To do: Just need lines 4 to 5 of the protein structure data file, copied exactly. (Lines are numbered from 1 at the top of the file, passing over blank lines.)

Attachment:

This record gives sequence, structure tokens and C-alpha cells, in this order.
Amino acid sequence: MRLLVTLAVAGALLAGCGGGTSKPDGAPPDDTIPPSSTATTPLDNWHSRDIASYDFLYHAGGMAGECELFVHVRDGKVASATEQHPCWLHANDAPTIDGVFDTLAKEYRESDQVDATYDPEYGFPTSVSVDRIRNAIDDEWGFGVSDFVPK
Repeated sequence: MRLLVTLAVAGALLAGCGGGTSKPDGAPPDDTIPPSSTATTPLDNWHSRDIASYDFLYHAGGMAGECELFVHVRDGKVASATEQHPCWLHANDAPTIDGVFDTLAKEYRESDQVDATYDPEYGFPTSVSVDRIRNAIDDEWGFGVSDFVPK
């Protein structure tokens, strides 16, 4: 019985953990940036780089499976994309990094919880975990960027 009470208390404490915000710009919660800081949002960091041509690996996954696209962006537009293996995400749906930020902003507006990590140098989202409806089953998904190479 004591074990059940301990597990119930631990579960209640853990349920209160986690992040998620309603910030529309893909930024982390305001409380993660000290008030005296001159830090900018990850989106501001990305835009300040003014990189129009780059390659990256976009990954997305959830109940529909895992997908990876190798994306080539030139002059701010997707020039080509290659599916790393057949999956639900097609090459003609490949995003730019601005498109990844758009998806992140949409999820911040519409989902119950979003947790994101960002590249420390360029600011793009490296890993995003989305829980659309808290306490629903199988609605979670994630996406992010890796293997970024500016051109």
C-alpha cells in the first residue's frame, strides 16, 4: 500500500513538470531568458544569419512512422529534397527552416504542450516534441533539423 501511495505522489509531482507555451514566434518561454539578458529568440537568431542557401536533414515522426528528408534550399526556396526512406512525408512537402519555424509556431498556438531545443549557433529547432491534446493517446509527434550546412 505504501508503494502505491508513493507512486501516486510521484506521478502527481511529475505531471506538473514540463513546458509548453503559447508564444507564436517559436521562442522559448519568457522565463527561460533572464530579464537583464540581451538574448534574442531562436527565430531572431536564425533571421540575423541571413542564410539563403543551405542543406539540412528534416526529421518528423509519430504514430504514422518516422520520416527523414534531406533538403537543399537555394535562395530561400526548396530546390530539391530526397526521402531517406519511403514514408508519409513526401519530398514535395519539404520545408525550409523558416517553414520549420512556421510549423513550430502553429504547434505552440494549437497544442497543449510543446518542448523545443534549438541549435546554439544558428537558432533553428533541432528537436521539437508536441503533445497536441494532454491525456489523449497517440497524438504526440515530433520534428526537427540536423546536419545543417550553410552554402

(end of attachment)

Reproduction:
């Protein structure tokens, strides 16, 4: 019985953990940036780089499976994309990094919880975990960027 009470208390404490915000710009919660800081949002960091041509690996996954696209962006537009293996995400749906930020902003507006990590140098989202409806089953998904190479 004591074990059940301990597990119930631990579960209640853990349920209160986690992040998620309603910030529309893909930024982390305001409380993660000290008030005296001159830090900018990850989106501001990305835009300040003014990189129009780059390659990256976009990954997305959830109940529909895992997908990876190798994306080539030139002059701010997707020039080509290659599916790393057949999956639900097609090459003609490949995003730019601005498109990844758009998806992140949409999820911040519409989902119950979003947790994101960002590249420390360029600011793009490296890993995003989305829980659309808290306490629903199988609605979670994630996406992010890796293997970024500016051109």
C-alpha cells in the first residue's frame, strides 16, 4: 500500500513538470531568458544569419512512422529534397527552416504542450516534441533539423 501511495505522489509531482507555451514566434518561454539578458529568440537568431542557401536533414515522426528528408534550399526556396526512406512525408512537402519555424509556431498556438531545443549557433529547432491534446493517446509527434550546412 505504501508503494502505491508513493507512486501516486510521484506521478502527481511529475505531471506538473514540463513546458509548453503559447508564444507564436517559436521562442522559448519568457522565463527561460533572464530579464537583464540581451538574448534574442531562436527565430531572431536564425533571421540575423541571413542564410539563403543551405542543406539540412528534416526529421518528423509519430504514430504514422518516422520520416527523414534531406533538403537543399537555394535562395530561400526548396530546390530539391530526397526521402531517406519511403514514408508519409513526401519530398514535395519539404520545408525550409523558416517553414520549420512556421510549423513550430502553429504547434505552440494549437497544442497543449510543446518542448523545443534549438541549435546554439544558428537558432533553428533541432528537436521539437508536441503533445497536441494532454491525456489523449497517440497524438504526440515530433520534428526537427540536423546536419545543417550553410552554402